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Opinion

How can we control intelligent systems no one fully understands?

By Vasant Dhar

vasant dhar

...it is very difficult to control adaptive learning machines in complex environments.

The widespread conversations about AI took a new turn in March 2016 when Microsoft launched, then quickly unplugged, Tay, its artificial intelligence chat robot. Within 24 hours, interactions on Twitter had turned the bot, modeled after a teenage girl, into a “Hitler-loving sex robot.”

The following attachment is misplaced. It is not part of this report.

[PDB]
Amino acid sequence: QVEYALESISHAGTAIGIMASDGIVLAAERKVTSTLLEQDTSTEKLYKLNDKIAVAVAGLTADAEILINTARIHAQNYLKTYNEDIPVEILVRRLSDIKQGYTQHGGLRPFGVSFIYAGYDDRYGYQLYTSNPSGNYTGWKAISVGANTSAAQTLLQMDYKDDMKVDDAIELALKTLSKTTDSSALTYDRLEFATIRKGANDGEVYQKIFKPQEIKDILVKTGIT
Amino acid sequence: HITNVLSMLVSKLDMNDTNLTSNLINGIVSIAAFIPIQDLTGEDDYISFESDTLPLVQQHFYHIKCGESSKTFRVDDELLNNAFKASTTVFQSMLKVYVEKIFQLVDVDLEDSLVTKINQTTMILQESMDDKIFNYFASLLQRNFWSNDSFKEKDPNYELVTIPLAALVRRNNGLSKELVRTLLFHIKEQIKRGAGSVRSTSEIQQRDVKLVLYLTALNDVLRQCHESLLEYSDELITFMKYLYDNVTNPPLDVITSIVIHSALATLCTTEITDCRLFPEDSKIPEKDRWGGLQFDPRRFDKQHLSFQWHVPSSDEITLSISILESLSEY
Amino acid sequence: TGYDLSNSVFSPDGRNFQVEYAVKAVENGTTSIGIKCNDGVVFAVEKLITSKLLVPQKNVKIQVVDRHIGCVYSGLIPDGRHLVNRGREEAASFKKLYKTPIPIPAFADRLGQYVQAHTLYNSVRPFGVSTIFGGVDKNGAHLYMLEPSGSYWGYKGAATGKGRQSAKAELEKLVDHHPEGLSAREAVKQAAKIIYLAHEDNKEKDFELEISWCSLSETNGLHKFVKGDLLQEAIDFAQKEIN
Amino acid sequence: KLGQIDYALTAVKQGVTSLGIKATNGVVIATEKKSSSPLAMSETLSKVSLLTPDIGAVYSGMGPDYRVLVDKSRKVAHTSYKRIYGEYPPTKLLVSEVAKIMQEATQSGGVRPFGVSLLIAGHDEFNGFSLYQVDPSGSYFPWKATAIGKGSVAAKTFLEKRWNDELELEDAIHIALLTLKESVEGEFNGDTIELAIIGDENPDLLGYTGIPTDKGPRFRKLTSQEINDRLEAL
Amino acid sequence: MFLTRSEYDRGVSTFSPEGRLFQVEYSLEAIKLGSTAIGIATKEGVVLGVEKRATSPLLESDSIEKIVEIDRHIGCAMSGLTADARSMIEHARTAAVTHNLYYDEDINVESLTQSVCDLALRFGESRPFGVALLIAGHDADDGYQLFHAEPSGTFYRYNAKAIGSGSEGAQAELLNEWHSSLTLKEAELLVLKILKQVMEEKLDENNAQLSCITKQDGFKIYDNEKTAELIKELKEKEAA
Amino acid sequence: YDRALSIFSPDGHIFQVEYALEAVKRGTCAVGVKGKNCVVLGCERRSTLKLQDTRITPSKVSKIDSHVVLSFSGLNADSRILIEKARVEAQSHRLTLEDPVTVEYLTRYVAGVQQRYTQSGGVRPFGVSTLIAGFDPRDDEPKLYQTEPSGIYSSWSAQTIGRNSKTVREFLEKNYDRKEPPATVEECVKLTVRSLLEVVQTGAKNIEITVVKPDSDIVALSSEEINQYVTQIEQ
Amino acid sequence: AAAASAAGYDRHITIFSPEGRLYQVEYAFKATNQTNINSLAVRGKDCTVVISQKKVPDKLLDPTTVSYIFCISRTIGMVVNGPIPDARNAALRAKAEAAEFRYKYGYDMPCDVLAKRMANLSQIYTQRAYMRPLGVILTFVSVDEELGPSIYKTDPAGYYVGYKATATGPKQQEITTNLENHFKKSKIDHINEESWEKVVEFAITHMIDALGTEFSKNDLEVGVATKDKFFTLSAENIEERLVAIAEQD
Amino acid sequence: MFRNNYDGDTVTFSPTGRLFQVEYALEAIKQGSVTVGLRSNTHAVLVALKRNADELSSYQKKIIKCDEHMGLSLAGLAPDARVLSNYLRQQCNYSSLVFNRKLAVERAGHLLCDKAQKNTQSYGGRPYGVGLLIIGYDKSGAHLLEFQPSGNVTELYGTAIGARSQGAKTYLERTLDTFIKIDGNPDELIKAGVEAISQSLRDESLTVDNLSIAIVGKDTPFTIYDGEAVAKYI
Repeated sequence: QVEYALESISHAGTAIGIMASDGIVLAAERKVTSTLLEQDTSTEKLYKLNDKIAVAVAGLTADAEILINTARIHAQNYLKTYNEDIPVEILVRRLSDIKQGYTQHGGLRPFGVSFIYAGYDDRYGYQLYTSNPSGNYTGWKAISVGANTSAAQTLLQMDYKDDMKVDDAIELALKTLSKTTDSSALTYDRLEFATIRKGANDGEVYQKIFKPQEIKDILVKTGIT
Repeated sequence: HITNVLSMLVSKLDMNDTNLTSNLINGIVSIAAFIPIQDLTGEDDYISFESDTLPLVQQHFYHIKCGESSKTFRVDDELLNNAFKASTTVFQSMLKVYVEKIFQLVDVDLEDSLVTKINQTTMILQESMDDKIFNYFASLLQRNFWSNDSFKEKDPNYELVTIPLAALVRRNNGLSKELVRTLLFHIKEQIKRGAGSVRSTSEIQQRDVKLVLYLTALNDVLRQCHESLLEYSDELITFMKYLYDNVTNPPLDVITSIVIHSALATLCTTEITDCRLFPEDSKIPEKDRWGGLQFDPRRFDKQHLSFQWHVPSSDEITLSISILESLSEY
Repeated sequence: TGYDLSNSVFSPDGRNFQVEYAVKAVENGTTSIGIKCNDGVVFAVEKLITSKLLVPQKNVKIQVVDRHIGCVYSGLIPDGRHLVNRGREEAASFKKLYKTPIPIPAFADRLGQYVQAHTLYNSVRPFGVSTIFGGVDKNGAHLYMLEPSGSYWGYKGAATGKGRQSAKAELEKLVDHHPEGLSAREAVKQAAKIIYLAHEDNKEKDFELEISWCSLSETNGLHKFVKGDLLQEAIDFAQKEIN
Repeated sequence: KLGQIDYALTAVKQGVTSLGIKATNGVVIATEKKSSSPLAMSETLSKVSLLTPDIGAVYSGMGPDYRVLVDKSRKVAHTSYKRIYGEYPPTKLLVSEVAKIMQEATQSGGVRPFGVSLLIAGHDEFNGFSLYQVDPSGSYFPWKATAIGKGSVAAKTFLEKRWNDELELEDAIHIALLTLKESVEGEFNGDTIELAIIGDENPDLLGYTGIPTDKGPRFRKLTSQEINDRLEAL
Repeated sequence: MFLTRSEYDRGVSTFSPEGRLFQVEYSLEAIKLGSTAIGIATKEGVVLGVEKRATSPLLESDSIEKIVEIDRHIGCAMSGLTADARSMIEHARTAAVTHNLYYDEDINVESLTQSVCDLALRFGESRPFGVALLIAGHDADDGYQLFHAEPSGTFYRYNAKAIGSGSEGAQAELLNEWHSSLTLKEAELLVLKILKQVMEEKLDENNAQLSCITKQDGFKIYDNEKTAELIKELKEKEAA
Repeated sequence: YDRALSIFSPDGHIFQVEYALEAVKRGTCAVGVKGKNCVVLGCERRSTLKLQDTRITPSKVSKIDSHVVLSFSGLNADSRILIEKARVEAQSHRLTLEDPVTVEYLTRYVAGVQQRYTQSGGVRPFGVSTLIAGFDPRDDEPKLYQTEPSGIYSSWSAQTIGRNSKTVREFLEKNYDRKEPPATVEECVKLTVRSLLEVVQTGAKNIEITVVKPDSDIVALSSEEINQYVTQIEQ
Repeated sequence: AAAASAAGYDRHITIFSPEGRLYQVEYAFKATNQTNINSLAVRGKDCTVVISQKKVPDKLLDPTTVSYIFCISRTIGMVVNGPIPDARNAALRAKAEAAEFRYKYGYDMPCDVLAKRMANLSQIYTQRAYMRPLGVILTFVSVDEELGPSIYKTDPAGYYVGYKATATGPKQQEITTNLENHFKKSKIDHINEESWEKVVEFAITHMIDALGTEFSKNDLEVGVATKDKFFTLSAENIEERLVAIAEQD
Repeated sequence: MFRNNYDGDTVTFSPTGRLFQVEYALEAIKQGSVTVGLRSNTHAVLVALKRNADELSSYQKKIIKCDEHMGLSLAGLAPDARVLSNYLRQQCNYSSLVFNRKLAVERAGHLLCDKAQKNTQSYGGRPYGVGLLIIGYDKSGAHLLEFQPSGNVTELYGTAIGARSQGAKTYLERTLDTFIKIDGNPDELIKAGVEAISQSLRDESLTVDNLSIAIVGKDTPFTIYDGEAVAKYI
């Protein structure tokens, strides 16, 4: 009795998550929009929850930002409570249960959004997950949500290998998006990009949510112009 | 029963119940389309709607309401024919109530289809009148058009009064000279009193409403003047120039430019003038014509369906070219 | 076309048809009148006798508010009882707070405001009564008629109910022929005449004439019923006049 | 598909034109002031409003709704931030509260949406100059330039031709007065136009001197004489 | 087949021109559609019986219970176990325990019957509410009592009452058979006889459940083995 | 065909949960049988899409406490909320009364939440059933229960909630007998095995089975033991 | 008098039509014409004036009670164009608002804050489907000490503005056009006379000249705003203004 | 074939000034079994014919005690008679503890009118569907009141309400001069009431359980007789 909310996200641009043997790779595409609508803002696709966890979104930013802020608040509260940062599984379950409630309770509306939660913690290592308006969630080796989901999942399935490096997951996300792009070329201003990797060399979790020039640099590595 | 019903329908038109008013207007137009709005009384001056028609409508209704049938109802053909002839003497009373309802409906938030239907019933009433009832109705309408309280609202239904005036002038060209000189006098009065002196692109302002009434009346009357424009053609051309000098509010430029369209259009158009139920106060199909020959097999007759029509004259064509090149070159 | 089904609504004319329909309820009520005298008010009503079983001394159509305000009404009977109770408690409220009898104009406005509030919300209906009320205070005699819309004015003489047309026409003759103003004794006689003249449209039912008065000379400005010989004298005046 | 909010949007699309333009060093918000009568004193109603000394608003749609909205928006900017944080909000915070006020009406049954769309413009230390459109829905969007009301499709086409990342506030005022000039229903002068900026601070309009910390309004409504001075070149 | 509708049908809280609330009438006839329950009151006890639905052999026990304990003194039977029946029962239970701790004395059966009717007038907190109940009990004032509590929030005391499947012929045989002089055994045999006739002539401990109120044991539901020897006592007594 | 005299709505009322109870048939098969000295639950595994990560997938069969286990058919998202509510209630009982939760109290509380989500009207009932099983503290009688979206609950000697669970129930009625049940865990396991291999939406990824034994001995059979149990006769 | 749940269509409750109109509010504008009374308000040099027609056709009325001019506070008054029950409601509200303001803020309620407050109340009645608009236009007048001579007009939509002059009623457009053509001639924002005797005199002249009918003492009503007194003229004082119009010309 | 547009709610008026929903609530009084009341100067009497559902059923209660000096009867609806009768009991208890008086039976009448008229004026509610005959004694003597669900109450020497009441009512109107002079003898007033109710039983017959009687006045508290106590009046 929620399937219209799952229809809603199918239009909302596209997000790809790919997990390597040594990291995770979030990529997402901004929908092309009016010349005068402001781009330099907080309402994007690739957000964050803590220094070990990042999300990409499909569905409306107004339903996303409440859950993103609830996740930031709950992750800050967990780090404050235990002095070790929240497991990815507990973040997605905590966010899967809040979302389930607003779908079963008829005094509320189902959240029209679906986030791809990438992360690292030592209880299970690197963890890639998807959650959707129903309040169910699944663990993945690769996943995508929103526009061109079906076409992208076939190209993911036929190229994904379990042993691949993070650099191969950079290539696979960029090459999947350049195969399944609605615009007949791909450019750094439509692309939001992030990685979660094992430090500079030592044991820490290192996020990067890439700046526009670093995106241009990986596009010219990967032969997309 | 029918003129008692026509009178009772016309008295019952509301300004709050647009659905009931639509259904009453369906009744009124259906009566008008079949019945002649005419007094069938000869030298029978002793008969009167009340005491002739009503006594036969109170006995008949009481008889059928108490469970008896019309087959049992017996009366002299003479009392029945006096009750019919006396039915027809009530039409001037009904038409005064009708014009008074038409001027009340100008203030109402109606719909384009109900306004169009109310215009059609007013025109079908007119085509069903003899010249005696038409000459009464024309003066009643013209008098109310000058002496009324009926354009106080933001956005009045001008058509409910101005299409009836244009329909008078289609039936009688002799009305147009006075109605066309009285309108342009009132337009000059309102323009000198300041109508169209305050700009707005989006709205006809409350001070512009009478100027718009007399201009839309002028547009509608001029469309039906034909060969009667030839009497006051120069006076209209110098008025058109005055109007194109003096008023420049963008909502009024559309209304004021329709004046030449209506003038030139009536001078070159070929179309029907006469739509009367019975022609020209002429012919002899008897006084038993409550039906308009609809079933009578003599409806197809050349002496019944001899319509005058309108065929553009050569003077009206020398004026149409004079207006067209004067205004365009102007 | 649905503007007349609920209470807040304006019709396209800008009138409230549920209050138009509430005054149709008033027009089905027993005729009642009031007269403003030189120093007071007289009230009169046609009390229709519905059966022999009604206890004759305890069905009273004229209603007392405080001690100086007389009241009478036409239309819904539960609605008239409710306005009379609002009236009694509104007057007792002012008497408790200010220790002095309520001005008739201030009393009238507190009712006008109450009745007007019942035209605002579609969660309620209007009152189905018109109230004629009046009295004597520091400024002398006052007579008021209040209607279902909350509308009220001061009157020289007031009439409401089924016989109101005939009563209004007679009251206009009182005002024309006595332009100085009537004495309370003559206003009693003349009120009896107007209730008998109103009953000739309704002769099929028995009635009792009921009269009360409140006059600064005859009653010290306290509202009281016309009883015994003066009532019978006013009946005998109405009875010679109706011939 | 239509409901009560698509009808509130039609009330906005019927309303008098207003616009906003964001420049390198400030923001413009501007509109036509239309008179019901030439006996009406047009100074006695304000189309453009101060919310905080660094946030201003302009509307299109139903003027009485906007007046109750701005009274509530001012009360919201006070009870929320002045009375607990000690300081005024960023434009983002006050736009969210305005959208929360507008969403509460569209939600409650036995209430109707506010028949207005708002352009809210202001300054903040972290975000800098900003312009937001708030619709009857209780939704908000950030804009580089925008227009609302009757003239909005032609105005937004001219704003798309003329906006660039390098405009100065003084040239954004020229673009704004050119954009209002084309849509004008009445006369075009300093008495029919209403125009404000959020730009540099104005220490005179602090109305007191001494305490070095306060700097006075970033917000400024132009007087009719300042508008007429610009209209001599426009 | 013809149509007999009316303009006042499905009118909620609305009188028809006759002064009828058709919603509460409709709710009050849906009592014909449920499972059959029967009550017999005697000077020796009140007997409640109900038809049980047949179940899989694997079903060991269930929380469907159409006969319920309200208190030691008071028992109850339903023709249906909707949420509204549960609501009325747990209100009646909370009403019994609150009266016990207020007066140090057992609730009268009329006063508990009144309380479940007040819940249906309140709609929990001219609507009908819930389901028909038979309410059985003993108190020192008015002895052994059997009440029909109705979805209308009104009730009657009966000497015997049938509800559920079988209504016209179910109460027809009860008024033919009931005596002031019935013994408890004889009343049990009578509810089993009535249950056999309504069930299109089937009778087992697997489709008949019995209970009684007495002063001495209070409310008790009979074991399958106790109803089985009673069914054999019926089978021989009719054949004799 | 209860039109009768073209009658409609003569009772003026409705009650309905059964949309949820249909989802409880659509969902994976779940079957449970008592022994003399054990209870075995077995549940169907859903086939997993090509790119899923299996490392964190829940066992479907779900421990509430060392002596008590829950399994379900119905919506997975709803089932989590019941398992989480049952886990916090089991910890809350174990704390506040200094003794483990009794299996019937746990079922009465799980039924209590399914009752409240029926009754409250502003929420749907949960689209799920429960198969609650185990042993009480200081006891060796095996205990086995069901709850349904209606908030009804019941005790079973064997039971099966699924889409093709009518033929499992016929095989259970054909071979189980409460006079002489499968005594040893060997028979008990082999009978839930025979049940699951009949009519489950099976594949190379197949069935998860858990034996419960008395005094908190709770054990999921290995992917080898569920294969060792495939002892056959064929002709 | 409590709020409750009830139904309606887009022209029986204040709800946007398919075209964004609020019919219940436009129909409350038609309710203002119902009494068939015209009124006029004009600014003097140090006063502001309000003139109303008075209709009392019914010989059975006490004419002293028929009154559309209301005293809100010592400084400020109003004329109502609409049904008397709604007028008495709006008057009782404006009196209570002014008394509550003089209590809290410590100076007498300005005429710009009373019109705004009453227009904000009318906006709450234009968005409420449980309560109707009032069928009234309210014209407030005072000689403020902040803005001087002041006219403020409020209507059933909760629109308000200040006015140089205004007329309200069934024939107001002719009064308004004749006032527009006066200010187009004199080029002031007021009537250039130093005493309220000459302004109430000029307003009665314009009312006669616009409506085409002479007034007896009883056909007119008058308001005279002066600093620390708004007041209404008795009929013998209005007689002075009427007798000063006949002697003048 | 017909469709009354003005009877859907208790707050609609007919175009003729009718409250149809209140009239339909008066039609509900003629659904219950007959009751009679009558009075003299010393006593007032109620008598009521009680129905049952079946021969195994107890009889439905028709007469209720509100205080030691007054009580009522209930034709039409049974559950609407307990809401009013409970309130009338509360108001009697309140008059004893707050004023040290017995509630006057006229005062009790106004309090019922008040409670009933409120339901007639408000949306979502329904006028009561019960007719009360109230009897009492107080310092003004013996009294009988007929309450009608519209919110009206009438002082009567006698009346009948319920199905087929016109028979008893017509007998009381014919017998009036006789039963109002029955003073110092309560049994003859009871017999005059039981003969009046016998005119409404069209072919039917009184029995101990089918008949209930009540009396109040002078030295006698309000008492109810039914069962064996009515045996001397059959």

This controversy, on the heels of the Feb. 14, 2016, accident of Google’s self-driving robot car, has ignited a new debate over artificial intelligence. How should we design intelligent learning machines that minimize undesirable behavior?

While both of the aforementioned incidents were relatively minor, they highlight a broader concern, namely, that it is very difficult to control adaptive learning machines in complex environments. The famous cybernetician Norbert Wiener warned us about this dilemma more than 50 years ago: “If we use, to achieve our purposes, a mechanical agency with whose operation we cannot interfere effectively … we had better be quite sure that the purpose put into the machine is the purpose we really desire and not merely a colorful imitation of it.”

Read the full article as published in TechCrunch

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Vasant Dhar is a Professor of Information Systems.